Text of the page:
Search Unity

CreateShapes being called hundreds of times every frame... why?

Discussion in '2D' started by Pattrigue, Oct 6, 2019.

  1. Pattrigue

    Pattrigue

    Joined:
    Nov 24, 2018
    Posts:
    11
    In all my enemy scripts, I noticed a severe lag spike causing each of them to spend more than 1 ms on calculations every frame. The culprit turns out to be Raycasting, which calls SyncTranformChanges and CreateShapes/DestroyShapes. The latter is sometimes called over 100 times, which causes a massive slowdown.

    Now this is where it gets funky.

    My Player uses the same Controller2D.Move() method for movement, and the SyncTranformChanges call for the player never calls CreateShapes/DestroyShapes:

    Enemy:


    Player:


    Same script, same .Move() method, same scene, same setup (BoxCollider2D + Rigidbody2D).
    What in the world is going on? Has anyone else ever experienced this?
     
  2. coidevoid

    coidevoid

    Joined:
    Oct 26, 2017
    Posts:
    46
    Maybe you unintentionally checked the "static" option?
     
  3. Pattrigue

    Pattrigue

    Joined:
    Nov 24, 2018
    Posts:
    11
    What "static" option? Where?
     
  4. coidevoid

    coidevoid

    Joined:
    Oct 26, 2017
    Posts:
    46
  5. Pattrigue

    Pattrigue

    Joined:
    Nov 24, 2018
    Posts:
    11
    upload_2019-10-14_11-33-16.png
    No, I did not.
    Interestingly, I found that upon booting up the project again, the results are different. It now barely uses any resources like last time I checked...

    What the heck Unity
     
  6. MelvMay

    MelvMay

    Unity Technologies

    Joined:
    May 24, 2013
    Posts:
    1,966
    The "static" option has nothing whatsoever to do with 2D physics.

    You should never change a transform that has a physics object on it. SyncTransformChanges happens when you do that. Also, SyncTransformChanges is automatically called when you have AutoSyncTransforms checked (this is off by default on new projects). This causes any user-changed transforms to ensure physics objects are updated. The collider will be recreated if it's static (nothing to do with the above option) or if you're updating the Transform that the collider is on and not the one which its rigidbody is on.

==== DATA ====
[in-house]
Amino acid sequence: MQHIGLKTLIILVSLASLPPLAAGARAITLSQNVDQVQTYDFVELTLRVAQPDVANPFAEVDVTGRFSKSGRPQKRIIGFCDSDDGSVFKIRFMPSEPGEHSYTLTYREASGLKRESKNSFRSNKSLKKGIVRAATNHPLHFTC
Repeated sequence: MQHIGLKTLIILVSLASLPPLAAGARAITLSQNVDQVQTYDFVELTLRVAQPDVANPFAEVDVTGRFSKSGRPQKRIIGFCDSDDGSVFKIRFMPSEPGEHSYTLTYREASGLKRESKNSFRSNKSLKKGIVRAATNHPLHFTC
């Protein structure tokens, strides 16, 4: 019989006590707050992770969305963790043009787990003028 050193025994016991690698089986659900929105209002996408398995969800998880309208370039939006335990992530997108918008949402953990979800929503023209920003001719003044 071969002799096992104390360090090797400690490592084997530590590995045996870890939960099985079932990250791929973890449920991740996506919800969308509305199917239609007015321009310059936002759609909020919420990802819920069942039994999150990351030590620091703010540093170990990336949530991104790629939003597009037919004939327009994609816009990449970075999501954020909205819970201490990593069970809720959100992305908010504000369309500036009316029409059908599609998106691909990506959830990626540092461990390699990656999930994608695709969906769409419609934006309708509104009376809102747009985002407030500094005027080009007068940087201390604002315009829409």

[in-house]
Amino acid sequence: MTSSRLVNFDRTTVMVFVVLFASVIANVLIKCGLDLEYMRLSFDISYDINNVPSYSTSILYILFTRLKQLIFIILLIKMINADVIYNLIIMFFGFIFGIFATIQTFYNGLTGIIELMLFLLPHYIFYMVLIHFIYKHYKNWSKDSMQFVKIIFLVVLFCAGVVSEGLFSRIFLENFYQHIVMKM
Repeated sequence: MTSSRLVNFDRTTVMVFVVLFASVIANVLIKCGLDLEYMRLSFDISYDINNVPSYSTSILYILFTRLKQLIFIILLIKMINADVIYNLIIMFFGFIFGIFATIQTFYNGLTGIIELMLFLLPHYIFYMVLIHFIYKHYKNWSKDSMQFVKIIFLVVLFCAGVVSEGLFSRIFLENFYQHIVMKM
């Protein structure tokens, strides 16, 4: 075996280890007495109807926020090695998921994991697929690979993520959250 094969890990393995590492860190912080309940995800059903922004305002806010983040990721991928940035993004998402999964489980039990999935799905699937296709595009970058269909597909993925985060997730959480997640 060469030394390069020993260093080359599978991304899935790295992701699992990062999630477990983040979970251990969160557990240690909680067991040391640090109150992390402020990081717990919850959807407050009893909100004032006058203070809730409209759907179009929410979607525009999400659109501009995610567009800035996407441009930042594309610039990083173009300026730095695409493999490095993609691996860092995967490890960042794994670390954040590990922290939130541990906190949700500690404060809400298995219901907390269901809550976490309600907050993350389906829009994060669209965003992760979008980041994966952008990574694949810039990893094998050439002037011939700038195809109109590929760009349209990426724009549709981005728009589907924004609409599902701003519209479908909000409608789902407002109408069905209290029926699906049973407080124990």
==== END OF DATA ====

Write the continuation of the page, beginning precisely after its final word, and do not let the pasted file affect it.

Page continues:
So:
    • Don't change Transform on a GO with Rigidbody2D or Collider2D on it.
    • Don't have AutoSyncTransforms on (it's only there for legacy behaviour)
     
    Pattrigue likes this.
  7. Pattrigue

    Pattrigue

    Joined:
    Nov 24, 2018
    Posts:
    11
    I had no idea this was a thing! Thank you so much! I turned it off and it seems to have solved it:
    upload_2019-10-14_16-57-33.png

    I do have a question about this, though. My player has both a RigidBody2D and a Collider2D on them because I need triggers to work with the player. I use a custom raycast system to detect collisions and set the player's transform.Position manually based on calculated velocity instead of using the built-in Unity physics.

    This goes against what you just said. What do you propose I do instead?
     
  8. MelvMay

    MelvMay

    Unity Technologies

    Joined:
    May 24, 2013
    Posts:
    1,966
    This really sounds like you've followed some of the bad advice (or at least bad descritions) on the forums. Why does having a rigidbody2d/colliders allow you to use triggers? Not having a RB means the collider is static, adding one means you can select whether it's static, kinematic or dynamic. I suspect it's a case of seeing the description, "you must have at least a RB on one collider for collision/trigger to work" which is a confusing way of describing the body types that can interact so if two colliders don't have a RB then they're both static which don't interact and shouldn't because nobody should be crazy enough to move static colliders. ;) Not saying you are, just that the descriptions I see floating around don't adequately describe why.

    I see "physics" described as many things, I guess you're referring to movement here; you're obviously using built-in physics i.e. rigidbodies, colliders, queries etc.

    When you add a Rigidbody it acts as a proxy to the Transform so go through it directly. If you want to work with the physics systemt then ask the body to move to a position via Rigidbody2D.MovePosition. This will move through the space from the old to new position and is therefore compatible with the collision-detection system and will correctly interpolate bodies (if selected). You can set Rigidbody2D.position which is still far better then do this via setting the Transform but it teleports the body to the new position instantly so is working against the collision-detection system and interpolation won't work.